She sings beautifully, pulling off a rendition of the hit song “Home.” She also gives a pretty impressive speech that tugs at the heartstrings.
But what Caitlynn Dupont, 11, doesn’t have is the worry and fear that she will be moved again. Caitlynn was one of seven children ranging in age from 11 months to 15 years old who were adopted by six families Friday during an adoption ceremony in Monroe County Family Court.
“Adoption means I can reach for my dreams and be loved,” Caitlynn told her parents, Joelle and Adam Dupont, and other children and families in attendance. “After all, every kid deserves love and a family.”
The ceremony marked the observance of National Adoption Day on Saturday, which highlights the inordinate number of children in foster care waiting to be adopted.
Monroe County Family Court Judge Dandrea L. Ruhlmann said children in foster care have one thing in common.
“They’ve had to leave their homes and they have lost what most of us have taken for granted,” Judge Ruhlmann said. “That is, loving and nurturing parents.”
Of the more than 100,000 children in foster care, about 44,500 have been adopted, according to Family Court Judge Joseph G. Nesser. More than 29,000 are currently in the state foster care system, and 7,600 are awaiting families. On average, a child can wait five years before he or she is adopted, and 1,500 are never adopted.
“Adoption is one of the few truly happy events that occur in Monroe County Family Court,” Judge Nesser said.
Just ask Skye Sullivan, 5, who was adopted by Dianne and Jerry Sullivan. Skye did an impromptu dance for the crowd and even managed to borrow the microphone from emcee and TV anchorman Don Alhart to shout out how happy she was.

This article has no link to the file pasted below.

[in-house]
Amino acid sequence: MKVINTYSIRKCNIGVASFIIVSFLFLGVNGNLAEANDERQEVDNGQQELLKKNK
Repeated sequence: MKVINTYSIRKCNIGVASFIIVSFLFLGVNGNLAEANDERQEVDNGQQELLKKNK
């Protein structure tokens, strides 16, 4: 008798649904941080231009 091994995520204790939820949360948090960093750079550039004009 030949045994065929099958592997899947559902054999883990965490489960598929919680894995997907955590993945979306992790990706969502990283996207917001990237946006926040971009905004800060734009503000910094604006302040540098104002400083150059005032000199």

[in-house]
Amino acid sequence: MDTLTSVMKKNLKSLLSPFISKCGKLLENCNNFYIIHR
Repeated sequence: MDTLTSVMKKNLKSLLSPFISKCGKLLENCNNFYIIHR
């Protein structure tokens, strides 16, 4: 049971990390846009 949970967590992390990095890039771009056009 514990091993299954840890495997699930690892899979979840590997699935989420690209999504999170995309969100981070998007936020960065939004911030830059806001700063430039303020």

She wasn’t the only one.
Alan and Christopher Girangaya officially welcomed Breanna, 9, to their family — a great and wonderful experience, they said, after a trying ordeal.
The Girangayas, who have three other children, have been waiting with feelings of stress, fear and anxiety for a year to adopt Breanna, who was a baby when she left her mother’s care in 2004. This year she moved in with her “forever dads,” brother, Mason, 3, and sister, Cadence, 4.
Upon seeing their daughter wearing a Hawaiian dress that reflects her father’s heritage, and finally inking their names to the adoption papers, feelings of love were all that was left.
“It’s a new beginning,” Girangaya said.
10th anniversary ceremony
Monroe County Family Court marked its 10th anniversary of the adoption ceremony that calls attention to National Adoption Day, which is in its 13th year.
As part of the ceremony, Mary Aufleger, of the Child Welfare Court Improvement Project, New York State Unified Court System, was recognized with a certificate of appreciation for her dedication and passion in organizing each of the celebrations.
Aufleger thanked the judges, staff and Department of Human Services for their work in helping kids find homes.
“They’re awesome,” she said.